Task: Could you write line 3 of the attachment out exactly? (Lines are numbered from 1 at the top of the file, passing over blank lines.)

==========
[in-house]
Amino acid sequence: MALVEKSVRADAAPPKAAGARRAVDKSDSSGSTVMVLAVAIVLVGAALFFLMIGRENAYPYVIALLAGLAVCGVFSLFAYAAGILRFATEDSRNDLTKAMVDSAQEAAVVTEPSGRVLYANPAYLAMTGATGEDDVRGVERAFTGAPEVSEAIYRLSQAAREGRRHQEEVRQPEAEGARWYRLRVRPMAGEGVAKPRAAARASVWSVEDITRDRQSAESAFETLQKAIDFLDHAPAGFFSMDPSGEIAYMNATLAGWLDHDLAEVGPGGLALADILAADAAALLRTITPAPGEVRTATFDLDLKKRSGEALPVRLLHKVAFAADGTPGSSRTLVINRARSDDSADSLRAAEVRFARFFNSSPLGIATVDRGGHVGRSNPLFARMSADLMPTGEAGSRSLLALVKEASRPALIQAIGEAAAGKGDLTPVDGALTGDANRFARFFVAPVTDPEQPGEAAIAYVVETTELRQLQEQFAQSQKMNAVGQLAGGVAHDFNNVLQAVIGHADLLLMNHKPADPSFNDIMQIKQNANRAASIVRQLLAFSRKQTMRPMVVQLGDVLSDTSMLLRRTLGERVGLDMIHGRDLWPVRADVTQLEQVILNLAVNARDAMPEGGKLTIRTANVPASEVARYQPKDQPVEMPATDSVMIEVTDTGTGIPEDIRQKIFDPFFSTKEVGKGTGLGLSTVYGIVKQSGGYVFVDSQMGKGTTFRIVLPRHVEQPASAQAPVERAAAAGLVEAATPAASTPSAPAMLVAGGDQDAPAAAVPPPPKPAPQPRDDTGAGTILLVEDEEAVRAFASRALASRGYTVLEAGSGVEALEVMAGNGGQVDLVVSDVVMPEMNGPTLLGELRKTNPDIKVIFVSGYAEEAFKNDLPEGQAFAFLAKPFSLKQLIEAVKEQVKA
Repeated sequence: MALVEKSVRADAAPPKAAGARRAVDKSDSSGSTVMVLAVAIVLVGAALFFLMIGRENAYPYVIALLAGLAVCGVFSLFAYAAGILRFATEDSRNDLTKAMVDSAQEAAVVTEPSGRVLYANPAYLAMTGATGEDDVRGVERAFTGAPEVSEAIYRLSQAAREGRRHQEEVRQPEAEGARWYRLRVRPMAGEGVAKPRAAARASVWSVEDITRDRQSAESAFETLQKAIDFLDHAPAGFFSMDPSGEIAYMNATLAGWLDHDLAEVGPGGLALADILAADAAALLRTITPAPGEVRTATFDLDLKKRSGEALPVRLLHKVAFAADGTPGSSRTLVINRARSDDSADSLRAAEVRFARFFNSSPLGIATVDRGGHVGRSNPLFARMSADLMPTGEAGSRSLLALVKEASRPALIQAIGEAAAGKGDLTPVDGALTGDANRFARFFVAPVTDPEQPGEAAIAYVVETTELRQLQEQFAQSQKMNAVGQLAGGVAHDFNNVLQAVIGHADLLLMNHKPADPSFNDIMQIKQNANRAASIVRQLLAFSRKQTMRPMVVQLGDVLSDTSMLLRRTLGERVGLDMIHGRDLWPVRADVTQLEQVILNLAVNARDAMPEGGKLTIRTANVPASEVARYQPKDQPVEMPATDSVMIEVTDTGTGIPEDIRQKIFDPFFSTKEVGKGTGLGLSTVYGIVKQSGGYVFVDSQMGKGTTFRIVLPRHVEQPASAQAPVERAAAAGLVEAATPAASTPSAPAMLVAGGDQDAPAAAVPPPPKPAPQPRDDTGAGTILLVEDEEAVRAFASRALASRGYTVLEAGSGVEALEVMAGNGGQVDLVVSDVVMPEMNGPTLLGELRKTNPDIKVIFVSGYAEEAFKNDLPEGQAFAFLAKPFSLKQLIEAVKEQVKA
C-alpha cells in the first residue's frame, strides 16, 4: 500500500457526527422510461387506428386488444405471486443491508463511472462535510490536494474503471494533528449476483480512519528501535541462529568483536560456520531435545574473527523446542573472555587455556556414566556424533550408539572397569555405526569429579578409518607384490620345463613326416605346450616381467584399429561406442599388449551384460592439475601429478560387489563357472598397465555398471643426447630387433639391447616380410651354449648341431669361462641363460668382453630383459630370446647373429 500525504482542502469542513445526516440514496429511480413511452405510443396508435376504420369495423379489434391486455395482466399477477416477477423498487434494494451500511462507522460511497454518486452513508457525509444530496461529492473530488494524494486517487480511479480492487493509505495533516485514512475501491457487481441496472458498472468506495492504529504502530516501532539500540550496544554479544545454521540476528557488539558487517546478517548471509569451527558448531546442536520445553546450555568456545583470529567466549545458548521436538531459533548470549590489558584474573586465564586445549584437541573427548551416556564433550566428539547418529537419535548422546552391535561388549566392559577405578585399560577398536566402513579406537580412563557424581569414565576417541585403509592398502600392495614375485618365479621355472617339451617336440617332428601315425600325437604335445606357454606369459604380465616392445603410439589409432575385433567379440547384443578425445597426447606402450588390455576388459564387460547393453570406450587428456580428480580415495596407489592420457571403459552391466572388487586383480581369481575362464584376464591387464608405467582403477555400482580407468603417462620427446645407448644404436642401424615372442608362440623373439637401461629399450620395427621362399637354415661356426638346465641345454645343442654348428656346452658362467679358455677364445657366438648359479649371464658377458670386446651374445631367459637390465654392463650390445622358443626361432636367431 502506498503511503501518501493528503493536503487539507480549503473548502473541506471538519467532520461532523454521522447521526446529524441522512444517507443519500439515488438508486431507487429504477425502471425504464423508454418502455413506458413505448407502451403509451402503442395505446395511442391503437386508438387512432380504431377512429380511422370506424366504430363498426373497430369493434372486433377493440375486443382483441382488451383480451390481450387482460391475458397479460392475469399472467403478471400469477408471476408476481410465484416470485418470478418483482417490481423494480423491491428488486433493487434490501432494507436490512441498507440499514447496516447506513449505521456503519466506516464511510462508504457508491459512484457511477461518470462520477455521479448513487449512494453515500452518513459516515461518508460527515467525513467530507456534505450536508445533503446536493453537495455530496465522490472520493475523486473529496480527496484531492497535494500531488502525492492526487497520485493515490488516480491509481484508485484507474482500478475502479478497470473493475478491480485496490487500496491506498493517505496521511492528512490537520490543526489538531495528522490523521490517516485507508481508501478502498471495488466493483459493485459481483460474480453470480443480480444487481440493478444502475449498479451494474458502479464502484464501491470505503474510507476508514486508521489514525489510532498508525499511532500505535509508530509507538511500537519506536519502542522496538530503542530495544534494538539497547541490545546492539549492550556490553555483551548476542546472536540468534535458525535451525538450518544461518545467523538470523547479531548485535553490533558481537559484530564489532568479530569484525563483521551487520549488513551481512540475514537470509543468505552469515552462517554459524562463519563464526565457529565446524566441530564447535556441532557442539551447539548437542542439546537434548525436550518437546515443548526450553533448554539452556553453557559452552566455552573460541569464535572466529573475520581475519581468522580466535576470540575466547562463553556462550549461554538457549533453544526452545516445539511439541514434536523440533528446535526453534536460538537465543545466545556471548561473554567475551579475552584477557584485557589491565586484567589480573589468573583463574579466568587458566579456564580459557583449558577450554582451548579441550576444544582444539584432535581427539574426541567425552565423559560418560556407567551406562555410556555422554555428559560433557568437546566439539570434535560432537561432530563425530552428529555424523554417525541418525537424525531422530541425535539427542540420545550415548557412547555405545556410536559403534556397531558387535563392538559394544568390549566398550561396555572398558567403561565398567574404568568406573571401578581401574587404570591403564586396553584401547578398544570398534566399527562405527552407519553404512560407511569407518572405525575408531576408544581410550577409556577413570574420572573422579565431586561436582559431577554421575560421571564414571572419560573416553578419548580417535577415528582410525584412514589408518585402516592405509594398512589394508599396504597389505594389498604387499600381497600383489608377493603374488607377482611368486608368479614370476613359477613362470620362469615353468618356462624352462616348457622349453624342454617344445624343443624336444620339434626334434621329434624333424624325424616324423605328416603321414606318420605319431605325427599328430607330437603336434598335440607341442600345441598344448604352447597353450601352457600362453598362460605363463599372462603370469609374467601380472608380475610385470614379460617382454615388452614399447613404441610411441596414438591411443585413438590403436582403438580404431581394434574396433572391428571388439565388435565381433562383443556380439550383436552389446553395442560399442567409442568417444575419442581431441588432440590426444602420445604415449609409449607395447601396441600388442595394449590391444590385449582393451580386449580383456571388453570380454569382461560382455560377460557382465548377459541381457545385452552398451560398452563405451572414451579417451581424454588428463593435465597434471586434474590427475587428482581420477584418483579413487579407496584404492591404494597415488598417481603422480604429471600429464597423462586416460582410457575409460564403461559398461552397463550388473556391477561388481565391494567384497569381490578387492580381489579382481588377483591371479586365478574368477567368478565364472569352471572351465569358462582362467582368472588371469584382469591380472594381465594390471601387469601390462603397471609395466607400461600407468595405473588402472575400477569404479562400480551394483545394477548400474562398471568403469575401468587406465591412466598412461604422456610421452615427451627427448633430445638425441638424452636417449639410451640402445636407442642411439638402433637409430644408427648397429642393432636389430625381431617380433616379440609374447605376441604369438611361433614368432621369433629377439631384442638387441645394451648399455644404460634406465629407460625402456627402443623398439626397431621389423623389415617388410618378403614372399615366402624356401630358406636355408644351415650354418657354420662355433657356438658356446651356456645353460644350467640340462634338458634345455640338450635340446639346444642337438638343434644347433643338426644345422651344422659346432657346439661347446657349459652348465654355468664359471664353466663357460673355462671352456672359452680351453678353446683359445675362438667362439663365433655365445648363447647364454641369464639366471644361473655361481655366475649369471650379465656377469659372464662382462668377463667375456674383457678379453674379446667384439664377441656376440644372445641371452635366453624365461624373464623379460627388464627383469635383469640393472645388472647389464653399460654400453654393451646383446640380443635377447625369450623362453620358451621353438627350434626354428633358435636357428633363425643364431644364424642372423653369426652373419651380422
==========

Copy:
Repeated sequence: MALVEKSVRADAAPPKAAGARRAVDKSDSSGSTVMVLAVAIVLVGAALFFLMIGRENAYPYVIALLAGLAVCGVFSLFAYAAGILRFATEDSRNDLTKAMVDSAQEAAVVTEPSGRVLYANPAYLAMTGATGEDDVRGVERAFTGAPEVSEAIYRLSQAAREGRRHQEEVRQPEAEGARWYRLRVRPMAGEGVAKPRAAARASVWSVEDITRDRQSAESAFETLQKAIDFLDHAPAGFFSMDPSGEIAYMNATLAGWLDHDLAEVGPGGLALADILAADAAALLRTITPAPGEVRTATFDLDLKKRSGEALPVRLLHKVAFAADGTPGSSRTLVINRARSDDSADSLRAAEVRFARFFNSSPLGIATVDRGGHVGRSNPLFARMSADLMPTGEAGSRSLLALVKEASRPALIQAIGEAAAGKGDLTPVDGALTGDANRFARFFVAPVTDPEQPGEAAIAYVVETTELRQLQEQFAQSQKMNAVGQLAGGVAHDFNNVLQAVIGHADLLLMNHKPADPSFNDIMQIKQNANRAASIVRQLLAFSRKQTMRPMVVQLGDVLSDTSMLLRRTLGERVGLDMIHGRDLWPVRADVTQLEQVILNLAVNARDAMPEGGKLTIRTANVPASEVARYQPKDQPVEMPATDSVMIEVTDTGTGIPEDIRQKIFDPFFSTKEVGKGTGLGLSTVYGIVKQSGGYVFVDSQMGKGTTFRIVLPRHVEQPASAQAPVERAAAAGLVEAATPAASTPSAPAMLVAGGDQDAPAAAVPPPPKPAPQPRDDTGAGTILLVEDEEAVRAFASRALASRGYTVLEAGSGVEALEVMAGNGGQVDLVVSDVVMPEMNGPTLLGELRKTNPDIKVIFVSGYAEEAFKNDLPEGQAFAFLAKPFSLKQLIEAVKEQVKA